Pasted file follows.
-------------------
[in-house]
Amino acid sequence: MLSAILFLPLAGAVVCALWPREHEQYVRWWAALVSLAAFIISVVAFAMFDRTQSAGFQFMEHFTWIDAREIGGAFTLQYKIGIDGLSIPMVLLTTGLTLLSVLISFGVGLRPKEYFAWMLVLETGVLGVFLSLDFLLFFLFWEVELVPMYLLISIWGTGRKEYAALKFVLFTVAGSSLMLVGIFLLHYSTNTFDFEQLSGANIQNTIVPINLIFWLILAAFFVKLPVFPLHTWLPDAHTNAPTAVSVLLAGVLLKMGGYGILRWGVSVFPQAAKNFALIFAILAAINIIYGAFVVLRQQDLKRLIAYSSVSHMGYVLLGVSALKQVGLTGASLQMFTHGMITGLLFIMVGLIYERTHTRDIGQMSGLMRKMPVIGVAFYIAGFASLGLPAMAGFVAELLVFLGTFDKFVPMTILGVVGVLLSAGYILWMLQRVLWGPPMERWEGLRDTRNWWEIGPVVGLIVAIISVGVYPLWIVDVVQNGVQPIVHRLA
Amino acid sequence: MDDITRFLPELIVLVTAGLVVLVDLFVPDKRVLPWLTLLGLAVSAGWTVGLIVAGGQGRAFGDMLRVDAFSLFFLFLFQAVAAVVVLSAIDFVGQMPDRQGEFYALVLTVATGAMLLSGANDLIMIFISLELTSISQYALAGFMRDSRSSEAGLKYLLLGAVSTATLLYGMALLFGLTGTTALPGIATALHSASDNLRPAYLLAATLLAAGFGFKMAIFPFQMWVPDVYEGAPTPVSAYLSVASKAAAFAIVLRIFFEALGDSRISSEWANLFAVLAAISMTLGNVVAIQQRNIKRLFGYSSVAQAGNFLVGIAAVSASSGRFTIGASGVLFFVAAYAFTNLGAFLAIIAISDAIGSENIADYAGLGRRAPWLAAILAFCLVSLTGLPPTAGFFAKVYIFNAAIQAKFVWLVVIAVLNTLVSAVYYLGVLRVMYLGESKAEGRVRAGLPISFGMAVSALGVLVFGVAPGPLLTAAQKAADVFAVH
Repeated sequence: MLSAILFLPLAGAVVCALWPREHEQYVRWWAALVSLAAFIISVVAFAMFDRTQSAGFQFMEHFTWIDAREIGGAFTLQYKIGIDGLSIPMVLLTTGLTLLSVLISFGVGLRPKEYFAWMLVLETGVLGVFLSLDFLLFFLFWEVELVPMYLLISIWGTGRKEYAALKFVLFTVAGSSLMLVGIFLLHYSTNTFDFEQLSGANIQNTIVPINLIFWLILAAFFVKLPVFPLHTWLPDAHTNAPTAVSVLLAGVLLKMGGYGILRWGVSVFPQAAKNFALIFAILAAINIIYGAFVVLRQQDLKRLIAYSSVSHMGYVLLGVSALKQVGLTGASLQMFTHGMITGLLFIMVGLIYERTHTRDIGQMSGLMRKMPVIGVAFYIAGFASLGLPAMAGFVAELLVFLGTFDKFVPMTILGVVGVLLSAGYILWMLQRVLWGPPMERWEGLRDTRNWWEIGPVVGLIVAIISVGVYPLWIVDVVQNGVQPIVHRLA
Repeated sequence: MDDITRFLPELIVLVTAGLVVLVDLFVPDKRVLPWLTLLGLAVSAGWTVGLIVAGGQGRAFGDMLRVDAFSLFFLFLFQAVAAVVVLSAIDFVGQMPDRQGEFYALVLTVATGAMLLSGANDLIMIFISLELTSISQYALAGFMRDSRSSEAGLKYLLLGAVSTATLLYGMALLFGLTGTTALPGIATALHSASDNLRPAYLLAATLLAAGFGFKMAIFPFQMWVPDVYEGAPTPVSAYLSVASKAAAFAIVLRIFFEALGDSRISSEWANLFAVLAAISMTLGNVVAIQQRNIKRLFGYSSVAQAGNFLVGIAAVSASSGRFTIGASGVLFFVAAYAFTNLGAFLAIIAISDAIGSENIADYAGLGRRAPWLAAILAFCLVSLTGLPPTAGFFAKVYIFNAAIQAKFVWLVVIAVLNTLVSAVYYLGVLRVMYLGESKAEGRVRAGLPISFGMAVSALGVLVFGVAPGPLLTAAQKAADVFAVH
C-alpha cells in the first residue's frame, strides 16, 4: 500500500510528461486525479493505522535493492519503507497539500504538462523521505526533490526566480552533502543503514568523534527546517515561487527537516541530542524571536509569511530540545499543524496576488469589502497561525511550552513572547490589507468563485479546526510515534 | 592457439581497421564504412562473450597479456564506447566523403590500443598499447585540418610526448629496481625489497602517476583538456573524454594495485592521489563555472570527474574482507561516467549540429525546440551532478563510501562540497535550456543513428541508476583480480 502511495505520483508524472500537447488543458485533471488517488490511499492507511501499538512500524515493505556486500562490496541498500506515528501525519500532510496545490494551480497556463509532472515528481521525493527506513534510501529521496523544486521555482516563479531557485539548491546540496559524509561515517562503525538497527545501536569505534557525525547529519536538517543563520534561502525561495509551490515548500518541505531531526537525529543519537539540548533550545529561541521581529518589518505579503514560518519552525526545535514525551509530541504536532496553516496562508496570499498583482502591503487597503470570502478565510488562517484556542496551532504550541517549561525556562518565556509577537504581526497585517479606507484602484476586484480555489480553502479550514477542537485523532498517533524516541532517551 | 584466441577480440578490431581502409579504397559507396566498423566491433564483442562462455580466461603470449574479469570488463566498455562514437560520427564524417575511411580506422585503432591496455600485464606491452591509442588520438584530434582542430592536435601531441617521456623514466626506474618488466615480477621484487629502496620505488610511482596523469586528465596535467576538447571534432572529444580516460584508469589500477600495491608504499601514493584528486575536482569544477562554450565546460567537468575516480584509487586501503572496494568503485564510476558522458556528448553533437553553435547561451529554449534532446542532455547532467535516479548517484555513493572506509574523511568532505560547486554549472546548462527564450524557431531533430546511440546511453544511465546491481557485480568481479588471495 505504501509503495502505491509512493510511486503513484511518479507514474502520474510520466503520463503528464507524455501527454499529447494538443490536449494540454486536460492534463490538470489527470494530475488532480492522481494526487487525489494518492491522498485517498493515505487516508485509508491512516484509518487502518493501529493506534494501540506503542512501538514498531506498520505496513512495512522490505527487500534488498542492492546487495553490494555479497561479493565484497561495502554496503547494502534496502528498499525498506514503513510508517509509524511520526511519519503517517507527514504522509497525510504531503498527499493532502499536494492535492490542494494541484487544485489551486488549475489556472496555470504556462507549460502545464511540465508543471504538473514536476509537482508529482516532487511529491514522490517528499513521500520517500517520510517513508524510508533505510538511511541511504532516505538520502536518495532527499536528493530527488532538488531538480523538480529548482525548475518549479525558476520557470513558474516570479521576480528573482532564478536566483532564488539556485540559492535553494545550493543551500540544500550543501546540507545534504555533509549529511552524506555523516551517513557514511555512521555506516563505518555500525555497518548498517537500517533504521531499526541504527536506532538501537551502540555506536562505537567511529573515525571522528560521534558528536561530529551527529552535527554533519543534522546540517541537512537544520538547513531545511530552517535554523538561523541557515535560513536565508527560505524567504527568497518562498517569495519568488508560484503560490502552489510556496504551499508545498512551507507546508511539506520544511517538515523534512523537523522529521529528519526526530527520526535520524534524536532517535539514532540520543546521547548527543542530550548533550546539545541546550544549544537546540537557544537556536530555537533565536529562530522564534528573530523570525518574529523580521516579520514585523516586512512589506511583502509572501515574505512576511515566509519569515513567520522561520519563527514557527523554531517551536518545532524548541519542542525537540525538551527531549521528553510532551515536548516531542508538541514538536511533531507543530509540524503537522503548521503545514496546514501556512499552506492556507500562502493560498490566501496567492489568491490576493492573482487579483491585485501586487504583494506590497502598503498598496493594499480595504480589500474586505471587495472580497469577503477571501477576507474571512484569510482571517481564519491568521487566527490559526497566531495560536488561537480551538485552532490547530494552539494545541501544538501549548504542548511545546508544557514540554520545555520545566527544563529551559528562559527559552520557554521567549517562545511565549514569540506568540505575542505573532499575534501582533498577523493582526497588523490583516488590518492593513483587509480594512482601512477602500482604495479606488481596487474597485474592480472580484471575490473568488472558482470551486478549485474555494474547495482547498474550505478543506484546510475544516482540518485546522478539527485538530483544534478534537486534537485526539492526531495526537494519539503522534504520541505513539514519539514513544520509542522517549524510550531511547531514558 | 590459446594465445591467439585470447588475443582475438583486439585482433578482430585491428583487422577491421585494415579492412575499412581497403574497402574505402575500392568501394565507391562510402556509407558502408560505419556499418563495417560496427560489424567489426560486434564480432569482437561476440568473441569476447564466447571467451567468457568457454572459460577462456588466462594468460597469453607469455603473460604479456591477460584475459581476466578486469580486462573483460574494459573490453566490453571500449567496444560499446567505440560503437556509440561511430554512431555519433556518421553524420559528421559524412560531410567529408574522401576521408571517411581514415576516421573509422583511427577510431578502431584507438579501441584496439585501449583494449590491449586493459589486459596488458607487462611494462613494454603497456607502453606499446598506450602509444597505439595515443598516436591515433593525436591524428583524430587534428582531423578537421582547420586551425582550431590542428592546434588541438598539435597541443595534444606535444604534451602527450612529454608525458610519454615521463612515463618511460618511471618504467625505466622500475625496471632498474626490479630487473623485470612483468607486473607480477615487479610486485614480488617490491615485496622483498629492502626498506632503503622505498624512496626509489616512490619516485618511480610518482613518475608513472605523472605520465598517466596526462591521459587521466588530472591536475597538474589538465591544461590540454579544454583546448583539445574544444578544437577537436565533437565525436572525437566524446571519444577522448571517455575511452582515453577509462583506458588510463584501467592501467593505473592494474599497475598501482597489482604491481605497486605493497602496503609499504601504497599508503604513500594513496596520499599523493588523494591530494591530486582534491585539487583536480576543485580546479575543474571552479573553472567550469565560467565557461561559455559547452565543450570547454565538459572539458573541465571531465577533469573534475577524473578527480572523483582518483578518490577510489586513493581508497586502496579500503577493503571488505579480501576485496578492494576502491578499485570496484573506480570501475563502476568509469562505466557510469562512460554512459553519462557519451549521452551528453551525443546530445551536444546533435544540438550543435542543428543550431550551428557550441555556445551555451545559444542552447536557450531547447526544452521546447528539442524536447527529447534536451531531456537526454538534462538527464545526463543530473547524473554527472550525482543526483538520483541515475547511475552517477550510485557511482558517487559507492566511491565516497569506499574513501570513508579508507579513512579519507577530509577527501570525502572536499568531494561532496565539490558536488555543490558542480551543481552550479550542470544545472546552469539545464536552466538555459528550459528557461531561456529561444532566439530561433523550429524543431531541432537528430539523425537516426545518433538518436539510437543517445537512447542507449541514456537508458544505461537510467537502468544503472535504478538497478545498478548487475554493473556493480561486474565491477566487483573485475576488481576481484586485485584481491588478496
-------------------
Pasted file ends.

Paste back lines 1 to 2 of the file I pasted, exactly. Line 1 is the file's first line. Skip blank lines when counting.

[in-house]
Amino acid sequence: MLSAILFLPLAGAVVCALWPREHEQYVRWWAALVSLAAFIISVVAFAMFDRTQSAGFQFMEHFTWIDAREIGGAFTLQYKIGIDGLSIPMVLLTTGLTLLSVLISFGVGLRPKEYFAWMLVLETGVLGVFLSLDFLLFFLFWEVELVPMYLLISIWGTGRKEYAALKFVLFTVAGSSLMLVGIFLLHYSTNTFDFEQLSGANIQNTIVPINLIFWLILAAFFVKLPVFPLHTWLPDAHTNAPTAVSVLLAGVLLKMGGYGILRWGVSVFPQAAKNFALIFAILAAINIIYGAFVVLRQQDLKRLIAYSSVSHMGYVLLGVSALKQVGLTGASLQMFTHGMITGLLFIMVGLIYERTHTRDIGQMSGLMRKMPVIGVAFYIAGFASLGLPAMAGFVAELLVFLGTFDKFVPMTILGVVGVLLSAGYILWMLQRVLWGPPMERWEGLRDTRNWWEIGPVVGLIVAIISVGVYPLWIVDVVQNGVQPIVHRLA